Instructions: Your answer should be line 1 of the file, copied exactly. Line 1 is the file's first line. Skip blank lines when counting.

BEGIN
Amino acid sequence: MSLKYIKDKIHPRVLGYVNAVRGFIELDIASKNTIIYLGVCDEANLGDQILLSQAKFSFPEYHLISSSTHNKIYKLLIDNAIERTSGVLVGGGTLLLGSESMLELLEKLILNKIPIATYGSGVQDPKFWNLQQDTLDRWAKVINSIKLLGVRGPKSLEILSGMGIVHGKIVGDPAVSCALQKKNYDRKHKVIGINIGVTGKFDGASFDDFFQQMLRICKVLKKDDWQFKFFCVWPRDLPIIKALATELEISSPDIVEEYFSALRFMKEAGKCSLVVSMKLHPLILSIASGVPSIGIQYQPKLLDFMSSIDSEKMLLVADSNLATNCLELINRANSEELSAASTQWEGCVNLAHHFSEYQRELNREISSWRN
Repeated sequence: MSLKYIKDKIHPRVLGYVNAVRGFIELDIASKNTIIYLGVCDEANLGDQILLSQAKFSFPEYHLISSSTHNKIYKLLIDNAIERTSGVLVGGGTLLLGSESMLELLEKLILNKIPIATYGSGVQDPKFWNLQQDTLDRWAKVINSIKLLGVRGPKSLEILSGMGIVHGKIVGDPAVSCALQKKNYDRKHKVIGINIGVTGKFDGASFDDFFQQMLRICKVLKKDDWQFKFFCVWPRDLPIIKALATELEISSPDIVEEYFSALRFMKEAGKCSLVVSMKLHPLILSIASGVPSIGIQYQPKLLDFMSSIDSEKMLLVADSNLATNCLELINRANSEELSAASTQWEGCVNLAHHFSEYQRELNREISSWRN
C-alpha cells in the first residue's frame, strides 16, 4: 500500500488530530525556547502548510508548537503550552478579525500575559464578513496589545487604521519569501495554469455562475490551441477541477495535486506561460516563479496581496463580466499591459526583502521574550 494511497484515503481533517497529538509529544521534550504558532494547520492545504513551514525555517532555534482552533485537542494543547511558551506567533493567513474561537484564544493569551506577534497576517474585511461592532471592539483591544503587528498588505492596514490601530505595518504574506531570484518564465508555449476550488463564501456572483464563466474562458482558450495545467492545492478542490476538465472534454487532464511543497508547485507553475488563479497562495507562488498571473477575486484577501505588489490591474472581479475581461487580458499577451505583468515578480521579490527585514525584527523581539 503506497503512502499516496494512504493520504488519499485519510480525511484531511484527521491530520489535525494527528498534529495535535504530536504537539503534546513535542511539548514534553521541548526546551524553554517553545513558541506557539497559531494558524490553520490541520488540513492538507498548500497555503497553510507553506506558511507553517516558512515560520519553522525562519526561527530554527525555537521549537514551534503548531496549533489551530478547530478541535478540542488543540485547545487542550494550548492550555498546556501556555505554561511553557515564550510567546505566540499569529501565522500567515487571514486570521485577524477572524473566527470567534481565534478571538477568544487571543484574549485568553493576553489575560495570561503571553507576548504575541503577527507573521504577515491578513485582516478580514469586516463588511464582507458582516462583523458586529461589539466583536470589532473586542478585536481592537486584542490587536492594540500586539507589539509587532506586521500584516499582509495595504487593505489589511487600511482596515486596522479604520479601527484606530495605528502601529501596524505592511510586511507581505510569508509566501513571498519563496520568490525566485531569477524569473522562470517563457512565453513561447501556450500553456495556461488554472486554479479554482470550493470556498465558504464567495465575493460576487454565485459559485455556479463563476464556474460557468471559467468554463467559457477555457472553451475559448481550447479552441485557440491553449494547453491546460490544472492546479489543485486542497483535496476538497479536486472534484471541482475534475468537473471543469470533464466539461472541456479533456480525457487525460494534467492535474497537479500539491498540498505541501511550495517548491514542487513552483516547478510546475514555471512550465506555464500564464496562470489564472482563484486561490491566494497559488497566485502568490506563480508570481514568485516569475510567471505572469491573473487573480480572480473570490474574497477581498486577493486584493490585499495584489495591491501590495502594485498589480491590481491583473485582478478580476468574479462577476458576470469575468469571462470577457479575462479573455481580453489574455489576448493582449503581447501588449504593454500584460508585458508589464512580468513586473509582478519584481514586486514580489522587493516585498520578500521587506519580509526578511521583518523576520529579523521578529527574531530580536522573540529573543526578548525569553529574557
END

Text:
Amino acid sequence: MSLKYIKDKIHPRVLGYVNAVRGFIELDIASKNTIIYLGVCDEANLGDQILLSQAKFSFPEYHLISSSTHNKIYKLLIDNAIERTSGVLVGGGTLLLGSESMLELLEKLILNKIPIATYGSGVQDPKFWNLQQDTLDRWAKVINSIKLLGVRGPKSLEILSGMGIVHGKIVGDPAVSCALQKKNYDRKHKVIGINIGVTGKFDGASFDDFFQQMLRICKVLKKDDWQFKFFCVWPRDLPIIKALATELEISSPDIVEEYFSALRFMKEAGKCSLVVSMKLHPLILSIASGVPSIGIQYQPKLLDFMSSIDSEKMLLVADSNLATNCLELINRANSEELSAASTQWEGCVNLAHHFSEYQRELNREISSWRN